Obama's Convention Anticlimax

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In a perplexingly lifeless convention address, the president fails to live up to his reputation as a brilliant orator.

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CHARLOTTE -- Democrats were having a very good convention. Michelle Obama made America fall in love, Bill Clinton made voters believe. On the final night Thursday, Senator John Kerry, of all people, delivered a stirring call to arms ("Ask Osama bin Laden if he is better off than he was four years ago!"), and the oft-ridiculed Vice President Joe Biden went on only slightly too long, with a soft-spoken seriousness that rose above the political.

And then President Obama got up and just sort of didn't do anything special.

The president, that legendary orator, vaunted crowd-mover, well-known sweeper-away of audiences in general and political conventions in particular, gave a warmed-over rehash of his stump speech, right down to the exit music, Bruce Springsteen's "We Take Care of Our Own," that generally plays him out at campaign events.

The theme -- stop me if you've heard this one -- was hope. Obama began and ended by invoking it, giving the address the neat circularity of a high-schooler's five-paragraph essay. Eight years after his 2004 convention debut, he said, "that hope has been tested -- by the cost of war, by one of the worst economic crises in history, and by political gridlock that's left us wondering whether it's still possible to tackle the challenges of our time."

Was he going for lofty, getting the old hope-and-change band back together again to reawaken supporters' dormant affection? But no, the speech quickly detoured into some pedestrian tropes: the ritual bemoaning of the smallness of the campaign, followed by the Laying Out of the Choice Between Visions and the Gentle Mocking of Republican Insufficiency. ("Feel a cold coming on? Take two tax cuts, roll back some regulations, and call us in the morning!") Then ensued a laundry list of familiar proposals. There were wind and solar and clean coal; there were gains in math and reading scores. There were roads and bridges, tax reform, and fixing the deficit. There were even improvements to human rights in Burma and Libya and South Sudan. For most of this, the bulk of the delegates on the floor were sitting down.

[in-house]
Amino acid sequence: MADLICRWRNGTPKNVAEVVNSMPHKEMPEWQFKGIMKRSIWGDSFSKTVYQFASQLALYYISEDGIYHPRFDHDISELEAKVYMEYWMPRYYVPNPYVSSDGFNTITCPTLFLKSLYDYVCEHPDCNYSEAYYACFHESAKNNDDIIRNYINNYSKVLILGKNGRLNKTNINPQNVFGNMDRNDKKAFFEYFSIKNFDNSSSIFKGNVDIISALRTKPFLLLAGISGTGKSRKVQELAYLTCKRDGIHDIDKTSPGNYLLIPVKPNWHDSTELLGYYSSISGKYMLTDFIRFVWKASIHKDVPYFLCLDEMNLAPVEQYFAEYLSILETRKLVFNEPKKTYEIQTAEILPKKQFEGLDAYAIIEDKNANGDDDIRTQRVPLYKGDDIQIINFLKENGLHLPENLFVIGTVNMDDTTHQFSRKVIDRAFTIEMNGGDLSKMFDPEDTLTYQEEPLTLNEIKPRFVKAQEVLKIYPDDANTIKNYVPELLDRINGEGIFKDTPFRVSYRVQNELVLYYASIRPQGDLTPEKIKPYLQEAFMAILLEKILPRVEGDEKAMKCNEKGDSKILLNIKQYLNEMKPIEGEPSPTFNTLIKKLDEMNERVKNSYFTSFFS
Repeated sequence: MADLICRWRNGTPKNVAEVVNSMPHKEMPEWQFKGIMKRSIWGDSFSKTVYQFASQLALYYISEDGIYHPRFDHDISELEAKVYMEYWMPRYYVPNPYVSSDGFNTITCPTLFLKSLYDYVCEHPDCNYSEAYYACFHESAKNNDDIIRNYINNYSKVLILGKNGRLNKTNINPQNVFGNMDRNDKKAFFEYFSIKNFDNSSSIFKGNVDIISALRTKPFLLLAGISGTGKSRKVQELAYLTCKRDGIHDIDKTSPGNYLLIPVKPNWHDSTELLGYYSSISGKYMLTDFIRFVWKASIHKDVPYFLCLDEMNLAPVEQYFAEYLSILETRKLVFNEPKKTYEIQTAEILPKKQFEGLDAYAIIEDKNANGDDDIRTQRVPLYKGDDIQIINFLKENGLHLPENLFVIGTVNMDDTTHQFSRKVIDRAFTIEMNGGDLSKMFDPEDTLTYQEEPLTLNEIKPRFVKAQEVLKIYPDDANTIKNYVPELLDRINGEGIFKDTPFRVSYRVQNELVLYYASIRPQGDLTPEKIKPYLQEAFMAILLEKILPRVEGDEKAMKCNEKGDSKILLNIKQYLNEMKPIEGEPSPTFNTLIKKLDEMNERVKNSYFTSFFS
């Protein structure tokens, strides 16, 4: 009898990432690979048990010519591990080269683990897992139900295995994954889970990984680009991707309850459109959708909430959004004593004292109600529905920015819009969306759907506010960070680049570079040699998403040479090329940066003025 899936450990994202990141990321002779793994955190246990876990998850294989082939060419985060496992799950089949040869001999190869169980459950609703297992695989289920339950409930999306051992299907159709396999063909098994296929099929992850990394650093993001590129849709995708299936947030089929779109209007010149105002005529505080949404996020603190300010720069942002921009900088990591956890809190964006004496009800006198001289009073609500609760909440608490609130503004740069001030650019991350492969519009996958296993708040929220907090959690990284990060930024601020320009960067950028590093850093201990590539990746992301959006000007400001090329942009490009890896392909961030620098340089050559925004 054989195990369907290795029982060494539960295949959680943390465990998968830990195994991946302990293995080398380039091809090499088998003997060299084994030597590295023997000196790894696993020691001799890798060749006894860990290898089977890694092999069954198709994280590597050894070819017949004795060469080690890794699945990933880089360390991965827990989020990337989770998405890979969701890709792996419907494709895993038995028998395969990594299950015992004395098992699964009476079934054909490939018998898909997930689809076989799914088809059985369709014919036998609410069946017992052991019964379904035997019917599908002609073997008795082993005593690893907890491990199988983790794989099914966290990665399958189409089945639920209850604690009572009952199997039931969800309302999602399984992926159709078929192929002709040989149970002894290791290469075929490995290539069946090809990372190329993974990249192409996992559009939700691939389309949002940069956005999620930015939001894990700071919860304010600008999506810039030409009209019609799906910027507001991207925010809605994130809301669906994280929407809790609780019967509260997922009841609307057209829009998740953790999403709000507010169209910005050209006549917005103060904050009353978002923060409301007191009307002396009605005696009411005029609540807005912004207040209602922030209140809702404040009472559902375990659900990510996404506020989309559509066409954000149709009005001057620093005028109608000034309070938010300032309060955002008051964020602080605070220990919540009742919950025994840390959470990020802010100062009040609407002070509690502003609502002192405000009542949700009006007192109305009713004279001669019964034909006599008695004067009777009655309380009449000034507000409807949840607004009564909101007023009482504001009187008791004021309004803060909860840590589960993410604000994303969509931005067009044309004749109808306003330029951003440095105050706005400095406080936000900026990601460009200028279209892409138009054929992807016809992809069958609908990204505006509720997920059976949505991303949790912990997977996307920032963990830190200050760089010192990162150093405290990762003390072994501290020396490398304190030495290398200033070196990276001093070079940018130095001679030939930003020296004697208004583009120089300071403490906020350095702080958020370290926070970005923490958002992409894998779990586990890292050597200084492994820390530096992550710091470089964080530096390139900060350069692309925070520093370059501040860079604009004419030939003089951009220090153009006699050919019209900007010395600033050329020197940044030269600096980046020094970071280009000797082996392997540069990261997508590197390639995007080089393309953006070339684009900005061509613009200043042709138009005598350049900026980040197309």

And for the grand peroration, when one hoped all this stuff would finally be elevated into a new and glorious revelation, there was You.

"The election four years ago wasn't about me. It was about you," Obama said. "My fellow citizens -- you were the change." The past tense -- a shift from Obama's 2008 exhortation to "be the change," in the future -- was intensely jarring. "If you turn away now -- if you buy into the cynicism that the change we fought for isn't possible -- well, change will not happen," he said. "Only you can make sure that doesn't happen. Only you have the power to move us forward."

The speech was so befuddlingly flat as to make you wonder whether its lameness was intentional. Was the Obama campaign just up to something so extremely clever that an ordinary listener could not perceive it? Was the speech pitched over the press's head, to the humble average voter who's never heard Obama's stump speech before? Was he deliberately "going small" in order to avoid evoking 2008 and its famous parting waters and Greek columns?

"America, I never said this journey would be easy, and I won't promise that now," Obama said. "Yes, our path is harder, but it leads to a better place. Yes, our road is longer, but we travel it together."

If anything, the speech seemed engineered as a series of defensive moves. Mitt Romney and the Republicans gave speeches conspicuously light on policy, so Obama gave a speech weighted down with it. They ridiculed his cult of personality, so he took himself almost entirely out of the picture. They said he was out of touch, so he strained to descend to earth and focus on minutiae.

The speech also seemed to reflect the Obama campaign's theory of the election. While Clinton's speech was a masterpiece of persuasion, the Obama camp's model relies not on conversions but on turnout. It's not about winning new people over -- it's about getting the disaffected to vote, the only way they ever would.

But to do that, you have to inspire. And for Barack Obama, this time, the inspiration went missing.

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Molly Ball is a staff writer covering national politics at The Atlantic.

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